The Ready To Learn Initiative Research
Parents, teachers, and others who use Ready To Learn initiative shows and materials can be confident that the stories and characters they love offer more than simply entertainment. They are built on the best research available about how children learn. New Ready To Learn initiative shows in development focus on pre-reading and reading skills, using techniques proved successful by scientifically-based reading research (SBRR).
The Ready To Learn Initiative uses cutting-edge research in several ways:
- To understand how kids learn to read and how electronic media can help
- To test program concepts, character appeal, story lines and more—all to find out if kids like them and learn from them
- To learn what works and to share it with teachers, researchers, parents, and others
Top researchers from around the country are working with the Corporation for Public Broadcasting and the Ready to Learn Partnership to provide a reliable base of information about early literacy, the impact of poverty on school readiness, and the role of electronic media on learning for use by producers creating new kids’ shows. The Annenberg School for Communication at the University of Pennsylvania and the School of Education at the University of Michigan are key university partners in this effort. Pathways to Literacy Achievement for High Poverty Children – Ready To Learn Initiative Research Summit, a conference held in September 2006 at the University of Michigan, is a leading example of the way Ready To Learn initiative links high-quality research to program production.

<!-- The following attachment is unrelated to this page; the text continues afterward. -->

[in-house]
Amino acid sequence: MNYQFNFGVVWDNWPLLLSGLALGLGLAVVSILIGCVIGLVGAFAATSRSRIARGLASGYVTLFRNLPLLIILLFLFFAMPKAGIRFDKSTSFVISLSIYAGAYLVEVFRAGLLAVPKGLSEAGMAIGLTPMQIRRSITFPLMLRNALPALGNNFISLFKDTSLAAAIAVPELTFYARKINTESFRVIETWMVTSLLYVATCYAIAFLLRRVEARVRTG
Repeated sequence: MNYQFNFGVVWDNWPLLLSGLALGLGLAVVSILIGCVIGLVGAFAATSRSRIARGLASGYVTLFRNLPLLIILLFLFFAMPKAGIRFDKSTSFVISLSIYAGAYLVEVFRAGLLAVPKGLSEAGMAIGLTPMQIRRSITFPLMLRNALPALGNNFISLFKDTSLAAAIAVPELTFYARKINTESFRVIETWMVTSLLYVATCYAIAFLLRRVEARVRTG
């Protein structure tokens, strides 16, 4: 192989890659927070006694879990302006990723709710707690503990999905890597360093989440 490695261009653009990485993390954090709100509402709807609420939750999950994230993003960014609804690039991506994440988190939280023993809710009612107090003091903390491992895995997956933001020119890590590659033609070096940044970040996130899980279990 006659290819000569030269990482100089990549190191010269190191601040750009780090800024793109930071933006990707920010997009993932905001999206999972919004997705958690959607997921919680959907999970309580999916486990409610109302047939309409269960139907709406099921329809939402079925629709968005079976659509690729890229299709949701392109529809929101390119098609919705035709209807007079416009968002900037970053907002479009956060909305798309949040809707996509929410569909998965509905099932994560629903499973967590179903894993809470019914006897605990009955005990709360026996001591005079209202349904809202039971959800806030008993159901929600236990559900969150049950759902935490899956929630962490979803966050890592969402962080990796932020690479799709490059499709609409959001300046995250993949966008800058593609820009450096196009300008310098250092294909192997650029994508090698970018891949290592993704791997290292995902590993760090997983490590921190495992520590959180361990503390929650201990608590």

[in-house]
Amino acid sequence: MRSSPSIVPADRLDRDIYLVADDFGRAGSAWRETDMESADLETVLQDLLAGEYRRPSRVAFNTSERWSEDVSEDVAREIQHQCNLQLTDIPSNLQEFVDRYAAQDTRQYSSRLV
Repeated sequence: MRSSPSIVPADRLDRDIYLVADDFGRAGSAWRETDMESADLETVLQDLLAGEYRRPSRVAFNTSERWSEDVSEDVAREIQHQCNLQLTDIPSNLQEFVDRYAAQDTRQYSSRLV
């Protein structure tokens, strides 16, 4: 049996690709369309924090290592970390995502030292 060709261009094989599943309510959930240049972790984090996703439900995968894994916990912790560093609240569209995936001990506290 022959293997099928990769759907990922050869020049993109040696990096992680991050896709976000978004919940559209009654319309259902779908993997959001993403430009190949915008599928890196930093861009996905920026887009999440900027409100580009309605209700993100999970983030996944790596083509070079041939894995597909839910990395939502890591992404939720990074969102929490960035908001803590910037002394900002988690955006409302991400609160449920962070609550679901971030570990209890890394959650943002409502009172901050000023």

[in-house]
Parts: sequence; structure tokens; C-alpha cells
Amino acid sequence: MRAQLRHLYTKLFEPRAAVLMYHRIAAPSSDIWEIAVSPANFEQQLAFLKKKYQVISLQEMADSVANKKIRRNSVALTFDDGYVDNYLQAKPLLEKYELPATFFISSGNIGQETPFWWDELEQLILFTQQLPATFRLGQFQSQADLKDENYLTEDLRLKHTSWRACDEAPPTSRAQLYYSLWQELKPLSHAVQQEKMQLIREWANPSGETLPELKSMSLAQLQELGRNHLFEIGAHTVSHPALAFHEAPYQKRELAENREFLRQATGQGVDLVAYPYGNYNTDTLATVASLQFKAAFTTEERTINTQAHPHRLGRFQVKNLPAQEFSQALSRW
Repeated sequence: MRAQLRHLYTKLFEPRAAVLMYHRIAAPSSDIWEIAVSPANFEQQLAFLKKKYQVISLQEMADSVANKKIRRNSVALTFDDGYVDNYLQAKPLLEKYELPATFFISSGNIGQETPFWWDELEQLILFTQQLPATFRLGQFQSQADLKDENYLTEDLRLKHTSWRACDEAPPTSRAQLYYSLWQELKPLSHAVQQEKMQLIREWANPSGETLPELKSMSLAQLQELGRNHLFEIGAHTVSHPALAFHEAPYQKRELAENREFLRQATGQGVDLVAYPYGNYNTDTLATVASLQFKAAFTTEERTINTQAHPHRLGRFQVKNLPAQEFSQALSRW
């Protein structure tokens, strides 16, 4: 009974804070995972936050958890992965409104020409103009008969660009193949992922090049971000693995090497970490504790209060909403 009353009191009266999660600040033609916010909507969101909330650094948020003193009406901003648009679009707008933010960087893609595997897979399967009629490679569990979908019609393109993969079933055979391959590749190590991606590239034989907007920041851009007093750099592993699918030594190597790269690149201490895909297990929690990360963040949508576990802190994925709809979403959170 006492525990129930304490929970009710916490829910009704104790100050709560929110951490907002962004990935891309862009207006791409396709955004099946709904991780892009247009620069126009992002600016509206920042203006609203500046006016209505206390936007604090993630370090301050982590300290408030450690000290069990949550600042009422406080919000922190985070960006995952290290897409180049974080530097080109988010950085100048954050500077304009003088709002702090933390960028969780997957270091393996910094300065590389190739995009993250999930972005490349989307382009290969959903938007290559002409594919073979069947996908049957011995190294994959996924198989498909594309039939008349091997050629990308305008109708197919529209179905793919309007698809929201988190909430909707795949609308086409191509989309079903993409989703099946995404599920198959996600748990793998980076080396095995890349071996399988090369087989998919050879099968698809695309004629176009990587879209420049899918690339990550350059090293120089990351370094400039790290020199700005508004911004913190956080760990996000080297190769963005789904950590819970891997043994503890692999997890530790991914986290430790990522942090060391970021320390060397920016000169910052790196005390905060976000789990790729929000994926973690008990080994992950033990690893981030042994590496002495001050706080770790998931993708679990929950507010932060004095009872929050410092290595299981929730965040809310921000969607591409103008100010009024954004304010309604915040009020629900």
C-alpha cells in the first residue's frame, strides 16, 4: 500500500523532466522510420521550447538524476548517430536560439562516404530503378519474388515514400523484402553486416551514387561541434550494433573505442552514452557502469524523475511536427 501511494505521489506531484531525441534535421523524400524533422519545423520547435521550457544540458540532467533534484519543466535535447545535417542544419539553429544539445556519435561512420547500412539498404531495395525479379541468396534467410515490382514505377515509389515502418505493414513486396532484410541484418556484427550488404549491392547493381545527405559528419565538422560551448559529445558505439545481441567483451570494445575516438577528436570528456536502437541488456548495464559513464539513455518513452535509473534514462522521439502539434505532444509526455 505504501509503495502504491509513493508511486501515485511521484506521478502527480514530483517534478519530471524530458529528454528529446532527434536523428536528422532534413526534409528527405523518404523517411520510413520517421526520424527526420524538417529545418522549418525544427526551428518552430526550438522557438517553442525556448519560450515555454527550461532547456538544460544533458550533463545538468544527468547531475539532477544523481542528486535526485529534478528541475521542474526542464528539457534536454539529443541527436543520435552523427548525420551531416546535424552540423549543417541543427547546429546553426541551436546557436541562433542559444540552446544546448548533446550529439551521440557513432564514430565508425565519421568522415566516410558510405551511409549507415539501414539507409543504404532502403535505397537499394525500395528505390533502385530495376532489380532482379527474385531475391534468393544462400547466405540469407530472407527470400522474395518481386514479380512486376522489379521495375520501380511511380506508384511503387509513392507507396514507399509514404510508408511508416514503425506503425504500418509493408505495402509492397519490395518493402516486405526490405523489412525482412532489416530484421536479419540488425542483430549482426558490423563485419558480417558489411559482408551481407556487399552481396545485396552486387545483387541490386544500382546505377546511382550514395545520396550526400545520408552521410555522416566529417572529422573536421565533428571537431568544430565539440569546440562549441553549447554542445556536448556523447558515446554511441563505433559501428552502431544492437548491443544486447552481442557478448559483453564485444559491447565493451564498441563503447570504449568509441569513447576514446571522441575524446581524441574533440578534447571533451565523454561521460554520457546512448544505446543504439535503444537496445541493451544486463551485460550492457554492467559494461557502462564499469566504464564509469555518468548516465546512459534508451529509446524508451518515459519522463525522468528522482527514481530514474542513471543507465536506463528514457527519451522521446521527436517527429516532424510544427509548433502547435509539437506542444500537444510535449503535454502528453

What works? Research about programs in development focuses on the appeal of the show’s premise and characters and whether kids actually learn from the show when they watch it. A New York-based research firm, The Michael Cohen Group, and The Education Development Center, an evaluation firm based in Massachusetts, are testing and measuring what children are learning from Ready To Learn initiative programs in development.
Dissemination of research results can be useful to parents, educators, and other researchers. Sharing information about findings is ongoing and built into the outreach efforts of each Ready To Learn Initiative partner.
Learn more about the comprehensive research taking place about Ready To Learn programs and the initiative itself:
- The summative evaluation of PBS KIDS Island, conducted by the Annenberg School for Communication at the University of Pennsylvania, found gains in several key literacy areas, especially in terms of phonological and phonemic awareness skills. Learn more about these encouraging findings for PBS KIDS Island.
- A PBS KIDS Study finds that mobile apps are a new source of learning. The study found that vocabulary improved as much as 31 percent in children ages three to seven who played with the popular MARTHA SPEAKS app, which was created by series producer WGBH. Read a press release about this study (PDF) conducted by Rockman et al.
- The explosive growth of mobile media is a current topic of discussion as parents, educators and scholars question whether young children should be using these devices. Learning: Is there an app for that?, a report released today by the Joan Ganz Cooney Center at Sesame Workshop, in collaboration with PBS KIDS Raising Readers and Hotspex is the first report to inform the debate based on a national survey of parents and scientific observation of children’s learning and interaction with mobile media.
- The Between the Lions Mississippi Literacy Initiative (PDF) shows substantial evidence of the success of Between the Lions in helping young children acquire early literacy skills. Read a fact sheet on the Between the Lions research (PDF) and the research press release (PDF).
- Finally, learn about the promising summative evaluation of the Ready To Learn Initiative with this executive summary. Read releases from the Educational Development Center (PDF) and CPB (PDF), and a statement from PBS.